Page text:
The first thing that any photographer should know is that creative teams see hundreds of books. Whether we are hunting for a specific photographic style, attending a rep’s portfolio review, or just browsing photographers’ websites, know this: we are inundated with your books. The point here is to make sure your book really sticks out, because we are probably only going to look at it once or twice. One thing we don’t like is when a book is too big, with an overabundance of similarly styled images. If we wanted stock photography we’d be calling a rep at Getty or Corbis. One thing we do like is when photographers write a few sentences explaining their point of view and artistic inspiration for some of their campaigns. Not saying it works for everything, but if you have a particularly interesting story behind a set of images, it might be cool to share as it gives us a view into your creative process.
Subject 2: Art Producers
Often, photographers forget that at a big agency like Y&R, the art producers (art buyers) are the direct line of communication between creatives and photographers. Good creatives should know exactly what they are looking for in a photographer, but it’s oftentimes not the case. Art producers are paid to know everything about photographers and are often the ones showing photographers’ portfolios and recommending people to creative teams. This means that it is crucial for photographers to build strong relationships with art producers.
Case Study 2: Working with Deadlines
Working on a new business pitch, we assisted a senior art director and a photographer on a shoot that took us around Manhattan and Brooklyn. It was stressful and the timeline was fast with little room for error. At each location we briefed the photographer and models and then tried to get out of the way, looking at the RAW images periodically throughout the process. Sharing opinions openly on the shoot was critical because of our small margin of error and limited time. Having fun and working together as a team is crucial. The goal is always the same: shooting beautiful photography and crafting a killer ad.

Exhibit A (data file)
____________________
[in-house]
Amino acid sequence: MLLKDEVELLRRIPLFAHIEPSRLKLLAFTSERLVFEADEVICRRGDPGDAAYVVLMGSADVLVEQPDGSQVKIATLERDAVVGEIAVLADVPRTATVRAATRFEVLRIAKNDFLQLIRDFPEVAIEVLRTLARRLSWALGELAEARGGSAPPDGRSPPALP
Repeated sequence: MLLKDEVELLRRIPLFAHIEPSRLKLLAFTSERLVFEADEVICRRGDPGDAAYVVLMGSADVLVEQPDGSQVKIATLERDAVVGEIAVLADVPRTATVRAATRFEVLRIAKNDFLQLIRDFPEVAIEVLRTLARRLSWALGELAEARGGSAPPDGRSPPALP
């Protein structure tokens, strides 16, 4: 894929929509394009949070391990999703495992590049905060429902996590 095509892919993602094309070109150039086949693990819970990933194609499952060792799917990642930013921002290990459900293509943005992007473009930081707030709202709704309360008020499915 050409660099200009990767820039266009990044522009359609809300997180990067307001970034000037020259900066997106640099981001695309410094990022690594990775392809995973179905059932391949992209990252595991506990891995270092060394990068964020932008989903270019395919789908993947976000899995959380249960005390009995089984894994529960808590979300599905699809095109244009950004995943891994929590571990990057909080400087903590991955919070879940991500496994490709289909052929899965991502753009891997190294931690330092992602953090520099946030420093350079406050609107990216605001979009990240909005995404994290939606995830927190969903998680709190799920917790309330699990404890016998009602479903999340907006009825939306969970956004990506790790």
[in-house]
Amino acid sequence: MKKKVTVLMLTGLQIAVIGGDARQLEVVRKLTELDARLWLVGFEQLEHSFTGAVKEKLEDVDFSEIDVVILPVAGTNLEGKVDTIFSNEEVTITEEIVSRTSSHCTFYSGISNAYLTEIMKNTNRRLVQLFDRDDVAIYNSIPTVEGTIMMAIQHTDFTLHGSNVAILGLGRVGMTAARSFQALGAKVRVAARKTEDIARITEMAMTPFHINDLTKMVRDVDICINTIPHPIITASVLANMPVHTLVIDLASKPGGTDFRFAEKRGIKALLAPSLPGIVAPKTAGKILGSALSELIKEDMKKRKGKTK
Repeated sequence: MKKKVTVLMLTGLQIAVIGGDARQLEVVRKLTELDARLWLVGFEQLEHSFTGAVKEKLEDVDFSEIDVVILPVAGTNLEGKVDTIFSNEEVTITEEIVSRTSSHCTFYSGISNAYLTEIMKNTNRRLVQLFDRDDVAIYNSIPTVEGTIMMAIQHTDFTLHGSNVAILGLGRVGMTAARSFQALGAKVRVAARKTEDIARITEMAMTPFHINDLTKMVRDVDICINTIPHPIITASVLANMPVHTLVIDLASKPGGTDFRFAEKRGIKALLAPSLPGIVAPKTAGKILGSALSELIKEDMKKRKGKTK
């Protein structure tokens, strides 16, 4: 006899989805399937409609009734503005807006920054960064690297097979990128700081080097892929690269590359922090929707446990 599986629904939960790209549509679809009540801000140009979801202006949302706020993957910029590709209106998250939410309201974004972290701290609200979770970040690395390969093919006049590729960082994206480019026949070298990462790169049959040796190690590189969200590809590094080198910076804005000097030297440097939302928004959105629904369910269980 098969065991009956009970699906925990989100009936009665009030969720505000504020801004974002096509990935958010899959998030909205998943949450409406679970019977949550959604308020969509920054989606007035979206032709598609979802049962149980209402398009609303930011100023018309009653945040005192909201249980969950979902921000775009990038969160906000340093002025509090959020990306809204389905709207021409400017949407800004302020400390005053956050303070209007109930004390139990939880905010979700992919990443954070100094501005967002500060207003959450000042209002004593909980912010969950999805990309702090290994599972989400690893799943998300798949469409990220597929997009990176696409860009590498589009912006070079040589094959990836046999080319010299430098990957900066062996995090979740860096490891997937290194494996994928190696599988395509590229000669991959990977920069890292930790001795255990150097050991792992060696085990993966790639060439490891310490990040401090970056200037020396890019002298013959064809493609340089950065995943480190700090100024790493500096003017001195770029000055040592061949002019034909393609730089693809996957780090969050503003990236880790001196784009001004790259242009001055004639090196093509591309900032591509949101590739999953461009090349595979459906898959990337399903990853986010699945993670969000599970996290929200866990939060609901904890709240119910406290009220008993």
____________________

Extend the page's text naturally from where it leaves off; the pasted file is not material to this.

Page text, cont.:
Subject 3: Working with the Photographer
Everyone works differently, but what is most important for us is to have an open line of communication between the creative team, the art producer, and the photographer. This might sound obvious, but it will prove invaluable when last-minute adjustments need to be made. And last-minute adjustments always need to be made. We also like to provide the photographer with as much information as humanly possible. Anything that might be valuable to their creative process—from sketches, to scripts and comps, to visual references, color palettes and mood boards. We also make it a point to have detailed discussions with the photographer long before the shoot, so that we can paint a picture of our vision. We also try to involve the photographer in the creative process as much as possible. We ask them what they think about our concept and how they think we can make it better. Giving photographers room to express themselves is a crucial part because it almost always makes things more interesting. Being flexible while on the shoot and giving the photographers space to do their job is paramount.